I check in with Facebook. My friend Alexis Adler posted this:
I feel like it’s my own personal Jean-Michel Basquiat Week.
I have to drive my neighbor Zoe Hansson to the nursing home on the morning of Day Eight. Then I have to go to book group.
Zoe has lost much of her sight and can’t drive. We go to the Island Nursing Home every Monday to visit her sister Luanne. Zoe walks with Luanne around the building, helps her eat, makes sure she’s cared for. Sometimes Zoe coaxes a smile from Luanne. Those are good days. Luanne has Alzheimer’s. “I have to be realistic,” says Zoe. I admire the hell out of Zoe.
She asks me if I’ve done my snowman painting yet. Zoe thinks I should paint a snowman. Why not? I think. I’ve painted dancing lobsters on a shingle before.
Zoe is in a good mood today. I’m just dropping her off at the nursing home and then she’s going to lunch with friends at 11. I ask who she’s going with. “Bunzy Sherman,” says Zoe. “How funny,” I say. “My book group is meeting right next to Bunzy’s studio.”
Bunzy is a potter. This island is lousy with artists: potters and painters and blacksmiths, jewelry makers, weavers, knitters. Half the women who come to book group today are artists. Me, Carolyn Walton, a painter, and Mary Howe, a book artist. All DIAA members. All PFAs – people from away. You’re a PFA if you weren’t born on the island. We all love the book, News of the World by Paulette Jiles. Everyone gives it a nine on a scale of one to 10.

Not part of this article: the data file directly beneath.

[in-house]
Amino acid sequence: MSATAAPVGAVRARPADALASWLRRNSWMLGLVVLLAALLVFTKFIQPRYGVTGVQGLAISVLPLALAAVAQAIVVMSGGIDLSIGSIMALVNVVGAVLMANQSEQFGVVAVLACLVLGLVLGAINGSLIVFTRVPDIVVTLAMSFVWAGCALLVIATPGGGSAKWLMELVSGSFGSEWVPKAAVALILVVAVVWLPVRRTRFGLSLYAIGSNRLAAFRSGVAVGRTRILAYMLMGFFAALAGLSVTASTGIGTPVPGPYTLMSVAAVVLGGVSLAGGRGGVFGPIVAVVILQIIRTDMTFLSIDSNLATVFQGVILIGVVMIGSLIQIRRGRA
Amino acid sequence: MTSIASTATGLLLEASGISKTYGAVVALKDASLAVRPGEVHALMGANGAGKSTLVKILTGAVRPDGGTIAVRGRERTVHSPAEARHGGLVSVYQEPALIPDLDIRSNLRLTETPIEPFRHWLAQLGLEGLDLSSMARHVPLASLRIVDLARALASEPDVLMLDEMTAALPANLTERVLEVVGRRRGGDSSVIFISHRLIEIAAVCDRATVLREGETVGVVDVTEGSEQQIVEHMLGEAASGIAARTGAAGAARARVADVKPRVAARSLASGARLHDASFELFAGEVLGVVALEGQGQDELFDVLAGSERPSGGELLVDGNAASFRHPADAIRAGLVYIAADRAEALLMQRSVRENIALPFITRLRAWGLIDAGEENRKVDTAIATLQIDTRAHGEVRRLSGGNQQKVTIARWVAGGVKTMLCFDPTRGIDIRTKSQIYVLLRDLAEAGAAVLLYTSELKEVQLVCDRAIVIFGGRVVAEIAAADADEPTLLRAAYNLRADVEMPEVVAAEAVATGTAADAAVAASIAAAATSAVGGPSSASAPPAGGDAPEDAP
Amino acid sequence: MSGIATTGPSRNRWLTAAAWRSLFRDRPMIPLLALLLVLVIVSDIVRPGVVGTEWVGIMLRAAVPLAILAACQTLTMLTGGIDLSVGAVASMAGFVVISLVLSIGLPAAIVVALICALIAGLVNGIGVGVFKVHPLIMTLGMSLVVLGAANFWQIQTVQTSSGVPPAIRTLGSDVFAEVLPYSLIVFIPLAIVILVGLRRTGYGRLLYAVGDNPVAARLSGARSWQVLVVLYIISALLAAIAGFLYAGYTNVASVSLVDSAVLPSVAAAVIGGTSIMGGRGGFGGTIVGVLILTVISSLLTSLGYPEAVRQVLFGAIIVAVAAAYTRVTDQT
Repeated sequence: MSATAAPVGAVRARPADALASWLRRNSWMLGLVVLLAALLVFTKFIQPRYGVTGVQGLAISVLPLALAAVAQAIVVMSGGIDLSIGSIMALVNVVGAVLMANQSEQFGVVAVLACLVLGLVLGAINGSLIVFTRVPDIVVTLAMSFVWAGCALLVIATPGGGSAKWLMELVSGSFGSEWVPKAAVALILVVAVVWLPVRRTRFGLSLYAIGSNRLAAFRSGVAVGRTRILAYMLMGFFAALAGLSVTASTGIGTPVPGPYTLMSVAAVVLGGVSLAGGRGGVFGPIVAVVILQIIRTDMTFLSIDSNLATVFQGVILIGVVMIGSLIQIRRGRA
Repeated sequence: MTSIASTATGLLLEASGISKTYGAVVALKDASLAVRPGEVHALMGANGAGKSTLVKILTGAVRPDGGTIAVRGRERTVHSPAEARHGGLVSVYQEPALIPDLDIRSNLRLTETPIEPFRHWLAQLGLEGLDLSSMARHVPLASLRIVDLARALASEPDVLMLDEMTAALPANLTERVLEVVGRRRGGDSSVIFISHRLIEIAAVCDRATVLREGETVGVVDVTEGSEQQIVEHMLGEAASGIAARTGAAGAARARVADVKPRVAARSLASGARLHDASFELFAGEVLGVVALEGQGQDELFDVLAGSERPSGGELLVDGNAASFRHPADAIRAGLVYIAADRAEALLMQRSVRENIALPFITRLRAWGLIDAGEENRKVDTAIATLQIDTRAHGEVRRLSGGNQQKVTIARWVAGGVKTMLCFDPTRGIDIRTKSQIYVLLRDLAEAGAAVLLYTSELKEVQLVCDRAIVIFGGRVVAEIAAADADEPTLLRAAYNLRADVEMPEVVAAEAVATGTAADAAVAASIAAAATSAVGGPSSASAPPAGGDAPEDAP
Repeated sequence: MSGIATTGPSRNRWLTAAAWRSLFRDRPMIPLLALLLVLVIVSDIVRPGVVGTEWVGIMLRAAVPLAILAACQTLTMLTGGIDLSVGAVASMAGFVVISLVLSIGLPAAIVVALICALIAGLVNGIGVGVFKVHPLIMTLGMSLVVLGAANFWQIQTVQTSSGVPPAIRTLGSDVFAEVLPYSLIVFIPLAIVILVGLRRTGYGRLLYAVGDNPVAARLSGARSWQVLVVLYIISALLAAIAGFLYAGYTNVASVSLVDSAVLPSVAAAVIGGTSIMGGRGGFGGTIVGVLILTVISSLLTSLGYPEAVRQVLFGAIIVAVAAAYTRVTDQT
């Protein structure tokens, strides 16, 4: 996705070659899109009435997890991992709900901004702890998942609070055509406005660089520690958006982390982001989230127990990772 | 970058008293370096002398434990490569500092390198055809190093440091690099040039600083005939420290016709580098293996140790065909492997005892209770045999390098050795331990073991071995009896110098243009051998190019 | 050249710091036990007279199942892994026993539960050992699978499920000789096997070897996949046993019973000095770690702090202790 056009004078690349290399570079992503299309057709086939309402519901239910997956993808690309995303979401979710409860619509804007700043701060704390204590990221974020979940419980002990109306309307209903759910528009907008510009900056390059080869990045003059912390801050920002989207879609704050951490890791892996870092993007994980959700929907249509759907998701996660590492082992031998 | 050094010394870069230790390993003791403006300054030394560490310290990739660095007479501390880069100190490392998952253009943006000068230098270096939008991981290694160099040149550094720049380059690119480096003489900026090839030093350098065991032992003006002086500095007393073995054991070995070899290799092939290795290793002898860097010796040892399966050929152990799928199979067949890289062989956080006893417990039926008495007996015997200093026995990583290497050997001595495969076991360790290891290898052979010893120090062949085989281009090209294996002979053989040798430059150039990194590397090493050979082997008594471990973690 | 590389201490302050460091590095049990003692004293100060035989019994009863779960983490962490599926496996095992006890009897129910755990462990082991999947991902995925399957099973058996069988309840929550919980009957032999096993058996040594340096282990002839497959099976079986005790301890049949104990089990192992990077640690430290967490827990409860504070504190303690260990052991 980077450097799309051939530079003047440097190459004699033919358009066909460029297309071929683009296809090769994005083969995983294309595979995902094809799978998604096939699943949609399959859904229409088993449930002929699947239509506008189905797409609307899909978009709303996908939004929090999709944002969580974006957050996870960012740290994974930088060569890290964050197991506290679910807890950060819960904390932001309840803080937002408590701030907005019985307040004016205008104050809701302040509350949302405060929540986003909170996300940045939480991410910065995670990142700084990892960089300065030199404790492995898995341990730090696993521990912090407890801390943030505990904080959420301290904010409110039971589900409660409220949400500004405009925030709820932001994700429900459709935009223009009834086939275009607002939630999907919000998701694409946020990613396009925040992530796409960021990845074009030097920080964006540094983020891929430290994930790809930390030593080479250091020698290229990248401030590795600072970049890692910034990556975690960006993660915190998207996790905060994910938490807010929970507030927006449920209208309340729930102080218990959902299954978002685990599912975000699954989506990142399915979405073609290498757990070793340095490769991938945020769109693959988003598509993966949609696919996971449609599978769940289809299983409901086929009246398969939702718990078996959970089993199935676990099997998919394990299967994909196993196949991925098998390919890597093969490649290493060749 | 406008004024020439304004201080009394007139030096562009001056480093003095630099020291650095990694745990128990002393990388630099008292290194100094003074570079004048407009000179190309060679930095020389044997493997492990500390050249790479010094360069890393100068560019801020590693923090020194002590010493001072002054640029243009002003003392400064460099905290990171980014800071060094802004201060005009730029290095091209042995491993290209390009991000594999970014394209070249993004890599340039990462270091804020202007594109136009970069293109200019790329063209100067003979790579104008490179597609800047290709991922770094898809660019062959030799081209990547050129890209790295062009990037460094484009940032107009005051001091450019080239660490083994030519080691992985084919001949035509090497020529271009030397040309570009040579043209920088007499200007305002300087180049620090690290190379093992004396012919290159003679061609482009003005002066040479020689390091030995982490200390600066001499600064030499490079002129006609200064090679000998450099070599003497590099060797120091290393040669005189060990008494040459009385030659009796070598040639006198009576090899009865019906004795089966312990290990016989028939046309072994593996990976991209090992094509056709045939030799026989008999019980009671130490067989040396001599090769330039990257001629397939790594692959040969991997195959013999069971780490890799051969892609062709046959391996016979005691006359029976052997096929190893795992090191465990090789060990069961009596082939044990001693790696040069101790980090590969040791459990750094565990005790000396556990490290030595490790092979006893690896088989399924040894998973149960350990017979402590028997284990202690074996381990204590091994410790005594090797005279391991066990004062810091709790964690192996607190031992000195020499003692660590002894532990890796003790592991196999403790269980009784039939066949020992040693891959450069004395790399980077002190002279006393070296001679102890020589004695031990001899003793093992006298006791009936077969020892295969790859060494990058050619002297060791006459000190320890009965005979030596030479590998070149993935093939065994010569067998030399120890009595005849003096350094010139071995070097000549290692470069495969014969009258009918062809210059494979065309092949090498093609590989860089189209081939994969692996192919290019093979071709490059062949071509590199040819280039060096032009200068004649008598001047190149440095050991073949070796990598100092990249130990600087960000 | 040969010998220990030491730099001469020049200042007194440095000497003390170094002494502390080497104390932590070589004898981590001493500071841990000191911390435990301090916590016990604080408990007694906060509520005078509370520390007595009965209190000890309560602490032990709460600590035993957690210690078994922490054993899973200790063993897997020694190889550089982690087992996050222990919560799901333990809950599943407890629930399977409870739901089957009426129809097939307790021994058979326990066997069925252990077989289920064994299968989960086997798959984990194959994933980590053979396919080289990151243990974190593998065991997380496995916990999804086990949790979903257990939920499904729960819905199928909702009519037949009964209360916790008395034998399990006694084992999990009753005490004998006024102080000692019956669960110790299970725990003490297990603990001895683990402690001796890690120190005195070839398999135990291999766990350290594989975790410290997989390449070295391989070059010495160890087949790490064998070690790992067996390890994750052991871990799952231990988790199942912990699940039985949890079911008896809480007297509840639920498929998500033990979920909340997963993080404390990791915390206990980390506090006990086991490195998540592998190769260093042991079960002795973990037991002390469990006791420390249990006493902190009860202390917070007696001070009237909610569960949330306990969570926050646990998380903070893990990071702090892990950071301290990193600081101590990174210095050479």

I leave book group early to pick up Oscar. He brings two travel mugs, each filled with a half cup of coffee. 44 North is closed today because of the MLK holiday. There’s little traffic outside as the Post Office and library are closed. We work diligently for three hours, saying little.
I work on my lighthouse painting. I spent most of yesterday painstakingly painting three pine trees — branches, needles, twigs – on the left of the lighthouse. Just before we left on Day Seven I quickly roughed in a fourth tree on the right of the lighthouse. I like the one on the right so much better than the three on the left. I spend much of Day Eight undoing what I did on Day Seven. I’m not sure I can salvage this painting.
Oscar gives me some sandpaper to lift up the Pepto-Bismol from my lobster trap painting. It’s on 300 lb. paper, which can take a beating. Gwendolyn Bragg, my former teacher at the Art League in Alexandria taught me that.
There’s a little light in the sky when we leave. “How would you paint that?” Oscar asks. “Cerulean, a little cadmium, some raw sienna,” I say. “The clouds I’d make cobalt blue and raw umber.”